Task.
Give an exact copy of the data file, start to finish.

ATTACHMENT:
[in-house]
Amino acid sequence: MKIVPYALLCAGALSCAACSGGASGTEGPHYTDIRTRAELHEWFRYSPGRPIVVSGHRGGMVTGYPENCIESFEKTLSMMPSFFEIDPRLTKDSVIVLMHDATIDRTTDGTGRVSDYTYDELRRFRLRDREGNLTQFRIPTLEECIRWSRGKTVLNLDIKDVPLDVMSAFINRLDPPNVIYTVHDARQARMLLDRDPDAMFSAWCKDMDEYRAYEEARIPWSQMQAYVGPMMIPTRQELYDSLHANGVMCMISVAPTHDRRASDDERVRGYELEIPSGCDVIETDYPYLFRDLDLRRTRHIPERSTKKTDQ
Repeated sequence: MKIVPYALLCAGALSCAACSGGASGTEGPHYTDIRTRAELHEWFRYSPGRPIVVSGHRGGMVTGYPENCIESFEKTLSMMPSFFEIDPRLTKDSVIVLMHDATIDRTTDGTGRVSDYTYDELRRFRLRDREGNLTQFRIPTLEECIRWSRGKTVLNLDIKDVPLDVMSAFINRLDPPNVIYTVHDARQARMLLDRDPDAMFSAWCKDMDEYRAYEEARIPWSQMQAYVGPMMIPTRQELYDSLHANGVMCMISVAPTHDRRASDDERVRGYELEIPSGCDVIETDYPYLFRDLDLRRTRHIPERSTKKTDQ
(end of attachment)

[in-house]
Amino acid sequence: MKIVPYALLCAGALSCAACSGGASGTEGPHYTDIRTRAELHEWFRYSPGRPIVVSGHRGGMVTGYPENCIESFEKTLSMMPSFFEIDPRLTKDSVIVLMHDATIDRTTDGTGRVSDYTYDELRRFRLRDREGNLTQFRIPTLEECIRWSRGKTVLNLDIKDVPLDVMSAFINRLDPPNVIYTVHDARQARMLLDRDPDAMFSAWCKDMDEYRAYEEARIPWSQMQAYVGPMMIPTRQELYDSLHANGVMCMISVAPTHDRRASDDERVRGYELEIPSGCDVIETDYPYLFRDLDLRRTRHIPERSTKKTDQ
Repeated sequence: MKIVPYALLCAGALSCAACSGGASGTEGPHYTDIRTRAELHEWFRYSPGRPIVVSGHRGGMVTGYPENCIESFEKTLSMMPSFFEIDPRLTKDSVIVLMHDATIDRTTDGTGRVSDYTYDELRRFRLRDREGNLTQFRIPTLEECIRWSRGKTVLNLDIKDVPLDVMSAFINRLDPPNVIYTVHDARQARMLLDRDPDAMFSAWCKDMDEYRAYEEARIPWSQMQAYVGPMMIPTRQELYDSLHANGVMCMISVAPTHDRRASDDERVRGYELEIPSGCDVIETDYPYLFRDLDLRRTRHIPERSTKKTDQ